Potato Salad (Πατατοσαλάτα)

Potato Salad

A light and delicious potato salad full of wonderful textures and flavours

We went to a lot of picnics when we were kids. In late spring, summer and early fall, when the weather was inviting, our family would spend Saturdays on the mountain. If you’re from Montreal, you know that the mountain refers to Mount Royal. Declared a heritage site by municipal authorities and the Government of Quebec, the mountain covers 10 square kilometers, right in the heart of Montreal.

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Dates stuffed with almond butter and coconut

Dates stuffed with almond butter and coconut

A healthy, quick snack to satisfy any sweet craving

Dates stuffed with almond butter and coconut

 

Sometimes the craving for something sweet hits so quickly, and so aggressively that you find yourself scrambling in the kitchen, looking for something that was already baked, or a candy bar, or a bag of chocolate chips that you spontaneously decide are not necessary for the chocolate chip cookies you were planning to make.  If you don’t have access to these options, you dip into the sugary cereal you know you shouldn’t be feeding your kids, or you make some cinnamon toast, with more brown sugar than cinnamon, or toast.  Or, you pause, remember your health and waistline and choose a piece of nature’s candy instead.   You know, a bowl of grapes or a ripe peach.  Bah! Who are we kidding?? When that urge for sweetness hits, fruit just isn’t going to cut it unless its been morphed into a pie, or unless that fruit is a date.

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Potatoes yahni (Πατάτες γιαχνί )

Potatoes yahni

A traditional Greek potato stew

Potatoes yahni

 

Raise your hand if you love pototoes! You there, in the back, holding a fist-full of french fries, we see you!  And we love you!  And, we too love potatoes.  Whether they are roasted in the oven, bathed in all sorts of beautiful Greek flavours, or boiled and mashed and then transformed into the very distinctive Greek garlic spread called skordalia, we adore them.  Potatoes are so versatile, so available, so economical, that it’s no wonder that the rustic cuisine of Greece has taken this commonplace vegetable and made it the star of a stew which we know will find a happy place in your hearts and stomachs.

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Tahini salad dressing (Σως ταχινιού για σαλάτα)

Tahini salad dressing (Σως ταχινιού για σαλάτα)

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Have you ever eaten tahini?  Even if you think you haven’t…you probably have.  Tahini is the paste of ground up sesame seeds and it is traditionally a key ingredient in hummus. Almost like a nut-butter, tahini is creamy, smooth and very nutritious, being pretty high in calcium and iron as well as protein and fiber…and fat.  Whatever!  Tahini is not perfect.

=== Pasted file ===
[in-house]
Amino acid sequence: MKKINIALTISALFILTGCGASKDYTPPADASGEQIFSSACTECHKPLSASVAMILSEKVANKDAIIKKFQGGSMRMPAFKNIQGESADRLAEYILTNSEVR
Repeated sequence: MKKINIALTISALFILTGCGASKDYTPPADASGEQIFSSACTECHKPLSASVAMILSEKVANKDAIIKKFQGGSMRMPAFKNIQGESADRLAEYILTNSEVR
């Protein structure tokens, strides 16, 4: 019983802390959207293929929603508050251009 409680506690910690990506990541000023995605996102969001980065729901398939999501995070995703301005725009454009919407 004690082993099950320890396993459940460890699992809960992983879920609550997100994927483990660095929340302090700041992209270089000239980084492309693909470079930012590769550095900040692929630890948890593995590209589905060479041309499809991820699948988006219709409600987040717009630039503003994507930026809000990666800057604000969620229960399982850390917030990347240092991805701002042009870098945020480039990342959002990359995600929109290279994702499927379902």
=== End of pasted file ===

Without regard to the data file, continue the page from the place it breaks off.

In any case, when life gets busy and you just don’t have the time or energy to be in the kitchen for too long, you can throw some chopped up vegetables into a bowl, dress them with this tahini salad dressing, and call it a day.  During periods of lent, this salad dressing is particularly handy because it is not only vegan, but it also does not contain any additional oil (the sesame seed paste will produce it’s own oil when crushed up however).

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Gigantes plaki (Φασόλια γίγαντες)

Gigantes plaki

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What was that?  You want something satisfying, luxurious, super easy and vegan?  Oh, good.  We’ve got just the thing for you.  Gigantes (or gigantes plaki) is a dish that we think you will come back to again and again. In this recipe, beans are prepared into a stew-like casserole, giving you a meal which is at once elegant, yet simple.

Maybe because gigantes are not the most common of beans, people often refer to them as giant lima beans.  Despite the fact that they look similar, gigantes are creamier, meatier and hold their shape better than lima beans when cooked; they are not the same thing.  When they aren’t mislabeled as lima beans, gigantes are sometimes colloquially referred to as elephant beans.  In actual fact, they are white runner beans (which we think sounds much more appetizing than elephant beans…no offence to elephants).  Even more officially, and officially Latin, they are classified as Phaseolus coccineus . We think these distinctions are important, particularly because gigantes are so special in Greek cooking.  They are so special, in fact, that certain regions of Greece have varieties of gigantes which have been accredited  as Protected Geographical Indication products. Take that, lima bean.

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